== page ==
• Can our software engineers describe the most dangerous, commonly known application software vulnerabilities and how to mitigate or eliminate these? What are we doing to help them become better trained and educated so they can? Do our development teams have access to software security experts?
  • Do we know what software security practices to include in our standard software development life cycle or in the SDLC of our software suppliers? (You need to have a standard development process before tackling security.)

We are seeing an increase in the codification of software security best practices as part of the software development life cycle based on actual experience. Cigital and Fortify have studied the practices of nine organizations and released their Building Security In Maturity Model that reflects these observed practices. OWASP has published their Software Assurance Maturity Model. DHS has supported work to add software assurance practices to the SEI’s CMMI®. Two additional examples include Microsoft’s SDL and Cigital’s Touchpoints.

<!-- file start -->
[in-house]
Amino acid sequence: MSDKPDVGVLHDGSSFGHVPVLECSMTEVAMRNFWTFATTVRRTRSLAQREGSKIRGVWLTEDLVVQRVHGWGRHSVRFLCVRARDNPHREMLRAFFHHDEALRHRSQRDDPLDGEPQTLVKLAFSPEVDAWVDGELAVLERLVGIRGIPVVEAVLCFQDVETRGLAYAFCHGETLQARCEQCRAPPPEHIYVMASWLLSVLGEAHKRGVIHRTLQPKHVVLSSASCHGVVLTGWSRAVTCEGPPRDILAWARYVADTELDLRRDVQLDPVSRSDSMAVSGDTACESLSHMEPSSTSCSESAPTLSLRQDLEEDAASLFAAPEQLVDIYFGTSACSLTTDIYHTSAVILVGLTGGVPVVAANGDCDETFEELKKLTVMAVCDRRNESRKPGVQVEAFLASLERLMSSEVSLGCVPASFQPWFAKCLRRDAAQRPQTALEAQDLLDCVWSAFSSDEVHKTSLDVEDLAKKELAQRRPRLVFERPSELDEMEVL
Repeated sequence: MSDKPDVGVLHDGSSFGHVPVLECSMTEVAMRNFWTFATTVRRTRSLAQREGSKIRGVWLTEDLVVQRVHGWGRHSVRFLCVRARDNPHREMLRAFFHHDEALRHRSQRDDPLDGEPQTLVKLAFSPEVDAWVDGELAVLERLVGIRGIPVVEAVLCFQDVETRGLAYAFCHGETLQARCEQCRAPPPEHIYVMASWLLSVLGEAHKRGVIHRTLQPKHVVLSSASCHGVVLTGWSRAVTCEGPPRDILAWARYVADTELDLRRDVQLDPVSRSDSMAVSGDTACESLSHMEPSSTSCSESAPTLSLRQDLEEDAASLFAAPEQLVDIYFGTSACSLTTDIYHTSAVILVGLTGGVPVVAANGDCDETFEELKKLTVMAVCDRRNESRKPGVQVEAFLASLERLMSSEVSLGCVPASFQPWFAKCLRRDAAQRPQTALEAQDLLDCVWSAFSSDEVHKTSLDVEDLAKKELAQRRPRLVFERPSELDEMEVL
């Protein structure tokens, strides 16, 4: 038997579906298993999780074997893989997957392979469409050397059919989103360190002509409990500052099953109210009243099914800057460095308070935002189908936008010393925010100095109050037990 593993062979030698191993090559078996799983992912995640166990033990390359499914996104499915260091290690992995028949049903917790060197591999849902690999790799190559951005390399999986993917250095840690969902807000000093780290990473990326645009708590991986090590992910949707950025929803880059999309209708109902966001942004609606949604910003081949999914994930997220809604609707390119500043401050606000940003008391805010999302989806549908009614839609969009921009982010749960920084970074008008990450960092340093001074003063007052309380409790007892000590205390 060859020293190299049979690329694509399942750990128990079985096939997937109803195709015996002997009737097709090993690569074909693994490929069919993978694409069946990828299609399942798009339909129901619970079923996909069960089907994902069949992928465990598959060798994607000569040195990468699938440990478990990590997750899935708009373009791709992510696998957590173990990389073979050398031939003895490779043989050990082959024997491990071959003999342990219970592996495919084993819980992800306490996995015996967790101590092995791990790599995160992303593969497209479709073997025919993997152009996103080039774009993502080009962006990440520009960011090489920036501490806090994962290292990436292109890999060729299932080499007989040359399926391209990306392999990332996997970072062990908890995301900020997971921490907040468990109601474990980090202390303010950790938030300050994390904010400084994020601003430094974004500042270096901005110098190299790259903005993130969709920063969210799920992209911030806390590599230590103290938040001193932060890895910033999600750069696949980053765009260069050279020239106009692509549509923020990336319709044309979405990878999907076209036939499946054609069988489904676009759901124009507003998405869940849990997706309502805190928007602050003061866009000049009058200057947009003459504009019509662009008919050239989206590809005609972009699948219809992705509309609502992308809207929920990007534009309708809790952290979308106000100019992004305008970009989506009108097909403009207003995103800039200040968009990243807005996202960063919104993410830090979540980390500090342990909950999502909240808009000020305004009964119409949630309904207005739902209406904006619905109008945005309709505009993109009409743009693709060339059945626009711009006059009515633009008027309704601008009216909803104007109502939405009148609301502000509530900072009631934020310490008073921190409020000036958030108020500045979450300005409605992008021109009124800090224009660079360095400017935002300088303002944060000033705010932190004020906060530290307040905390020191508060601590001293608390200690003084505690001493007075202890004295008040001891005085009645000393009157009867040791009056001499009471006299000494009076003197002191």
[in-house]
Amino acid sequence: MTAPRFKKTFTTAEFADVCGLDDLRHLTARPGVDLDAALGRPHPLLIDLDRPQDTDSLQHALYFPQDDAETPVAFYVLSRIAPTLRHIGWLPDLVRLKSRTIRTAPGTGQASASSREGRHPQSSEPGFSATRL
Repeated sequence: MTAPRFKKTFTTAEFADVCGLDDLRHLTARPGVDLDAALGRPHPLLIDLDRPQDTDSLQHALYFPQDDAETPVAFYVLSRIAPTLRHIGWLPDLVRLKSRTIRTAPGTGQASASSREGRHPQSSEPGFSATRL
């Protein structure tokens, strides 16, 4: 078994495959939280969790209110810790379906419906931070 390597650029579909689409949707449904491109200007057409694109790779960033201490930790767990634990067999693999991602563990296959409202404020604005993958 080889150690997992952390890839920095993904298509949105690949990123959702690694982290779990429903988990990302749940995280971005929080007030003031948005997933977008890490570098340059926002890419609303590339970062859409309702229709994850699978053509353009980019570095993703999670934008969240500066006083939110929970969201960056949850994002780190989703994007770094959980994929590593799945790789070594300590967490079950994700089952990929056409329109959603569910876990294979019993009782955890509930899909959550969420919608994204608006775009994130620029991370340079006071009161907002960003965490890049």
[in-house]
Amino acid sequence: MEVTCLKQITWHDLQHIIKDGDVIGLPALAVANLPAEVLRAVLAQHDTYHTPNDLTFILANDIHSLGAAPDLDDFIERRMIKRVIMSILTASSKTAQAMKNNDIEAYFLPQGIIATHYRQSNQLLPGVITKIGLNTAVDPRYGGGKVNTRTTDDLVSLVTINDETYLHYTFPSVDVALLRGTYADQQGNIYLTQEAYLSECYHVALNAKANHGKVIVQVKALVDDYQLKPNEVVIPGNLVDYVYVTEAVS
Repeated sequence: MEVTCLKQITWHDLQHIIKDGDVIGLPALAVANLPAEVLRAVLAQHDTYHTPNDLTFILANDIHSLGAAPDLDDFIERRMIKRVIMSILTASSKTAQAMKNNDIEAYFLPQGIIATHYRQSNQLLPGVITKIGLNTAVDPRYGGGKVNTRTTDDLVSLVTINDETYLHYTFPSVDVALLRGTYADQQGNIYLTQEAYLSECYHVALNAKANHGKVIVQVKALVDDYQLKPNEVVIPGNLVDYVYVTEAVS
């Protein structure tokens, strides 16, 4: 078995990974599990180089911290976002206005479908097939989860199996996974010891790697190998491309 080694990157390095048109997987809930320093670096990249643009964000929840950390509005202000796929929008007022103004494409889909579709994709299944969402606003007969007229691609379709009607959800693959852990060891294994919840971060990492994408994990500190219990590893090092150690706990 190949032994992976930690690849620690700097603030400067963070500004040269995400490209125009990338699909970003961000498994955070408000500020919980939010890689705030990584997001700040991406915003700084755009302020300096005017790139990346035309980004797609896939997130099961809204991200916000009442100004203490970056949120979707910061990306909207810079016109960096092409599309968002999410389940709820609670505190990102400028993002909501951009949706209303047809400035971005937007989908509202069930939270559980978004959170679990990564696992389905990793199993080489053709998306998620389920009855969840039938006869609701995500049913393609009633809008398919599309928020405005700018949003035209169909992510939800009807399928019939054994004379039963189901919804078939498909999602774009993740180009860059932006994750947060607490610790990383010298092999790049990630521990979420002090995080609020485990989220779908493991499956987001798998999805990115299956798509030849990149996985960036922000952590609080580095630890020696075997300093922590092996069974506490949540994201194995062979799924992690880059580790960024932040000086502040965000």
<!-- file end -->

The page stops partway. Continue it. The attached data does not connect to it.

CyLab Chronicles:  In your work, you have focused a great deal on cultivating a "common sense" approach to making the case for the business case for software assurance. Of course, too often, it all comes down to dollars and cents, instead of dollars and sense. So what would you like to tell us about the costs and benefits, and how to justify the commitment of resources?